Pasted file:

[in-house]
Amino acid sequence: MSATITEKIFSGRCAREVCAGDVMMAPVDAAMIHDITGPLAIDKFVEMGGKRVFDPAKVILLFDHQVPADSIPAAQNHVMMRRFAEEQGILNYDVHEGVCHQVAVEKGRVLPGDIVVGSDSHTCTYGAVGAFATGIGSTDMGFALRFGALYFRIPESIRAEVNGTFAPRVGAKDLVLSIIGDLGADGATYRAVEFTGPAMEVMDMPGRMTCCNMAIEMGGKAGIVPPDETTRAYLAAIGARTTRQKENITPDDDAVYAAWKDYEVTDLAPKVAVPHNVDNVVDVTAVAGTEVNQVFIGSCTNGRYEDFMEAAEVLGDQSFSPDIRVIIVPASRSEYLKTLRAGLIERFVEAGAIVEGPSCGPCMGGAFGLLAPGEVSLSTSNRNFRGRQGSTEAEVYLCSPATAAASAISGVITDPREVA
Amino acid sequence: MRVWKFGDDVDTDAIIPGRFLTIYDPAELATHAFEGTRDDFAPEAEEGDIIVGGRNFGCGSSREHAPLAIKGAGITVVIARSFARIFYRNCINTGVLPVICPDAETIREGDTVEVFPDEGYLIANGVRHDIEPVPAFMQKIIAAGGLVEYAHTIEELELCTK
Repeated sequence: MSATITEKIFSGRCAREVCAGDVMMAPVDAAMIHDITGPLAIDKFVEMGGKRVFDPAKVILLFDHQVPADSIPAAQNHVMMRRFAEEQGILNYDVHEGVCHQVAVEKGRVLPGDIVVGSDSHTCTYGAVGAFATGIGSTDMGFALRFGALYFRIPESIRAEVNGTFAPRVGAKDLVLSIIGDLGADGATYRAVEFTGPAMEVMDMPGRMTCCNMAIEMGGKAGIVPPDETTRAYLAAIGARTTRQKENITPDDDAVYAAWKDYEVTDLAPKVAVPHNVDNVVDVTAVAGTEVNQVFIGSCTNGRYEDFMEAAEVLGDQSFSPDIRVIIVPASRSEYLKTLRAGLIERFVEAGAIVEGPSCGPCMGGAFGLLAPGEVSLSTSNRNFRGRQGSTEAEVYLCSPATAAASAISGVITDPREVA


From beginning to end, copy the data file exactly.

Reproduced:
[in-house]
Amino acid sequence: MSATITEKIFSGRCAREVCAGDVMMAPVDAAMIHDITGPLAIDKFVEMGGKRVFDPAKVILLFDHQVPADSIPAAQNHVMMRRFAEEQGILNYDVHEGVCHQVAVEKGRVLPGDIVVGSDSHTCTYGAVGAFATGIGSTDMGFALRFGALYFRIPESIRAEVNGTFAPRVGAKDLVLSIIGDLGADGATYRAVEFTGPAMEVMDMPGRMTCCNMAIEMGGKAGIVPPDETTRAYLAAIGARTTRQKENITPDDDAVYAAWKDYEVTDLAPKVAVPHNVDNVVDVTAVAGTEVNQVFIGSCTNGRYEDFMEAAEVLGDQSFSPDIRVIIVPASRSEYLKTLRAGLIERFVEAGAIVEGPSCGPCMGGAFGLLAPGEVSLSTSNRNFRGRQGSTEAEVYLCSPATAAASAISGVITDPREVA
Amino acid sequence: MRVWKFGDDVDTDAIIPGRFLTIYDPAELATHAFEGTRDDFAPEAEEGDIIVGGRNFGCGSSREHAPLAIKGAGITVVIARSFARIFYRNCINTGVLPVICPDAETIREGDTVEVFPDEGYLIANGVRHDIEPVPAFMQKIIAAGGLVEYAHTIEELELCTK
Repeated sequence: MSATITEKIFSGRCAREVCAGDVMMAPVDAAMIHDITGPLAIDKFVEMGGKRVFDPAKVILLFDHQVPADSIPAAQNHVMMRRFAEEQGILNYDVHEGVCHQVAVEKGRVLPGDIVVGSDSHTCTYGAVGAFATGIGSTDMGFALRFGALYFRIPESIRAEVNGTFAPRVGAKDLVLSIIGDLGADGATYRAVEFTGPAMEVMDMPGRMTCCNMAIEMGGKAGIVPPDETTRAYLAAIGARTTRQKENITPDDDAVYAAWKDYEVTDLAPKVAVPHNVDNVVDVTAVAGTEVNQVFIGSCTNGRYEDFMEAAEVLGDQSFSPDIRVIIVPASRSEYLKTLRAGLIERFVEAGAIVEGPSCGPCMGGAFGLLAPGEVSLSTSNRNFRGRQGSTEAEVYLCSPATAAASAISGVITDPREVA